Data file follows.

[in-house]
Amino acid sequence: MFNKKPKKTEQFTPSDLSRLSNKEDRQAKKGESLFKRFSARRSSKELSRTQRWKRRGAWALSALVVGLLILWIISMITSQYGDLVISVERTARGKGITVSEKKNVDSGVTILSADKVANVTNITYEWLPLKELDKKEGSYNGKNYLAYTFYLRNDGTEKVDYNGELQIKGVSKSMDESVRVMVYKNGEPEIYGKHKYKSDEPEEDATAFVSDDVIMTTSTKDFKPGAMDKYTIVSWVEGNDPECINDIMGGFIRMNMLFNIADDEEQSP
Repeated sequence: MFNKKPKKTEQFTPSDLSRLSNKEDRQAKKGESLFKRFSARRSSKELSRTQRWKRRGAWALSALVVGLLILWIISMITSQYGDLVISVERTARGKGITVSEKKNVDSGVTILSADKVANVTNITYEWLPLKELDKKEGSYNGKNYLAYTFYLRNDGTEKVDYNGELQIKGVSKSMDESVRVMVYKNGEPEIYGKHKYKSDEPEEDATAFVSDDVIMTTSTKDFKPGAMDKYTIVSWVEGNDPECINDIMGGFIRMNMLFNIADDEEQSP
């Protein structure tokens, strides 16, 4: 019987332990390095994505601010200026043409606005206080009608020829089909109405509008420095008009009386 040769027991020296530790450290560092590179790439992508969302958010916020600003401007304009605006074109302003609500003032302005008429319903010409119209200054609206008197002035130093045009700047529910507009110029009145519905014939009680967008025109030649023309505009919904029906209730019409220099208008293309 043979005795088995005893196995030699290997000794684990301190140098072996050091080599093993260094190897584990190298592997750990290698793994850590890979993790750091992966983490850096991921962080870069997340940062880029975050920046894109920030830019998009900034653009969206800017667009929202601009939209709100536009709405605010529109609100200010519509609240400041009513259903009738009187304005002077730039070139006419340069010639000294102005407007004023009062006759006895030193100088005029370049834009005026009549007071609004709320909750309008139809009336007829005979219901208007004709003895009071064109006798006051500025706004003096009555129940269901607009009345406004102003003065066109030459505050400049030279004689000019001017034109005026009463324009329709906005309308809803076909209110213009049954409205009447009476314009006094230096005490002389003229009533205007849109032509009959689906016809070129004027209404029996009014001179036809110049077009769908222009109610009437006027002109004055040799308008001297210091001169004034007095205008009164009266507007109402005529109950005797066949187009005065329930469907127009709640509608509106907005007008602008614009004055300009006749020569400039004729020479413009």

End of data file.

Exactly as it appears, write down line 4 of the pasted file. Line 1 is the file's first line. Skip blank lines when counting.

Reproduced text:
């Protein structure tokens, strides 16, 4: 019987332990390095994505601010200026043409606005206080009608020829089909109405509008420095008009009386 040769027991020296530790450290560092590179790439992508969302958010916020600003401007304009605006074109302003609500003032302005008429319903010409119209200054609206008197002035130093045009700047529910507009110029009145519905014939009680967008025109030649023309505009919904029906209730019409220099208008293309 043979005795088995005893196995030699290997000794684990301190140098072996050091080599093993260094190897584990190298592997750990290698793994850590890979993790750091992966983490850096991921962080870069997340940062880029975050920046894109920030830019998009900034653009969206800017667009929202601009939209709100536009709405605010529109609100200010519509609240400041009513259903009738009187304005002077730039070139006419340069010639000294102005407007004023009062006759006895030193100088005029370049834009005026009549007071609004709320909750309008139809009336007829005979219901208007004709003895009071064109006798006051500025706004003096009555129940269901607009009345406004102003003065066109030459505050400049030279004689000019001017034109005026009463324009329709906005309308809803076909209110213009049954409205009447009476314009006094230096005490002389003229009533205007849109032509009959689906016809070129004027209404029996009014001179036809110049077009769908222009109610009437006027002109004055040799308008001297210091001169004034007095205008009164009266507007109402005529109950005797066949187009005065329930469907127009709640509608509106907005007008602008614009004055300009006749020569400039004729020479413009």